Piecing Autism Together: Families and Support Groups

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Ladig, Daniel A.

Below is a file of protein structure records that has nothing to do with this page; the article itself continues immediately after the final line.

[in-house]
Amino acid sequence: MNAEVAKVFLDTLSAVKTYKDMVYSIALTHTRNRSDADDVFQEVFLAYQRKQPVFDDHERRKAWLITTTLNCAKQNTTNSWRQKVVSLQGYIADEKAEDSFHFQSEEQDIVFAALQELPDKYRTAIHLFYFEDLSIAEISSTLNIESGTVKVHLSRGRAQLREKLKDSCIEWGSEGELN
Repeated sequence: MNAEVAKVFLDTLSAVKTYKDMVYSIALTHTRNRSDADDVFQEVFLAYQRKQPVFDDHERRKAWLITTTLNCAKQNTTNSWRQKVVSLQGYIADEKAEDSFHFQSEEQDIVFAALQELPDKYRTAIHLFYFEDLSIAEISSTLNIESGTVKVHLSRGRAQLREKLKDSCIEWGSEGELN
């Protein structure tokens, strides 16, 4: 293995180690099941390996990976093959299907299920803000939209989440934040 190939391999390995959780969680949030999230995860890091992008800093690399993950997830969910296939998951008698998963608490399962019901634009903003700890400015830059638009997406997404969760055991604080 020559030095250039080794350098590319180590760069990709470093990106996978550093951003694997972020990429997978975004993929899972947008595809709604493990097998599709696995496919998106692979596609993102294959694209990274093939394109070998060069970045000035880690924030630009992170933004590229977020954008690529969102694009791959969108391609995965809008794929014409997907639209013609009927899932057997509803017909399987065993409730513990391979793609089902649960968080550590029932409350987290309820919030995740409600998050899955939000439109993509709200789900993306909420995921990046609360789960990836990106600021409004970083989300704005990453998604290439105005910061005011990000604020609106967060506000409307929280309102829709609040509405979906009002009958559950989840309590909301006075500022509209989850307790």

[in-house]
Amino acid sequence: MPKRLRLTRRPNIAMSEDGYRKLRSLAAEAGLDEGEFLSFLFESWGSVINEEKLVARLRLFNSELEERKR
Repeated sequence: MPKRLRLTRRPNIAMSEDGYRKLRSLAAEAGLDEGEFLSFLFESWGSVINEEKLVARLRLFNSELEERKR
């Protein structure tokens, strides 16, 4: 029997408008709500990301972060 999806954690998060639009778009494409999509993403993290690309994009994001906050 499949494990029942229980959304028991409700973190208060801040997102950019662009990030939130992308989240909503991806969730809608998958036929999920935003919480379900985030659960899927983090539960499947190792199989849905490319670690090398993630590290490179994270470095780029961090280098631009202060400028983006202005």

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Autism Spectrum Disorder is the fastest growing developmental disability. Autism is defined as, a bio-neurological developmental disability typically appearing before age three. Characteristics of ASD may include repetitive behavior, withdrawal behavior, and/or misbehavior that make social outings for families difficult. Previous research has indicated the day-to-day level of stress arising from parenting, the parents' lack of confidence in handling the child's behavior, the lack of supportive services to meet the needs of the affected child, and the realization that there is no cure for ASD are a few stressors experienced by parents. The goal of this study is to identify specific resources and other benefits of participating in a support group for parents of children with ASD. The findings of the study emphasize the feeling of community within an autism support group, the use of respite care (temporary or short-term home care of a child that is provided, either for pay or on a voluntary basis) since joining the support group, the type of information shared between members, and the benefits gained from being in an autism support group. The social well-being of individuals caring for a child with ASD has a greater potential to increase when parents involve themselves in external supports. In addition, the overall functioning of a family may be enhanced by support groups as social activity increases through interactions with other group members.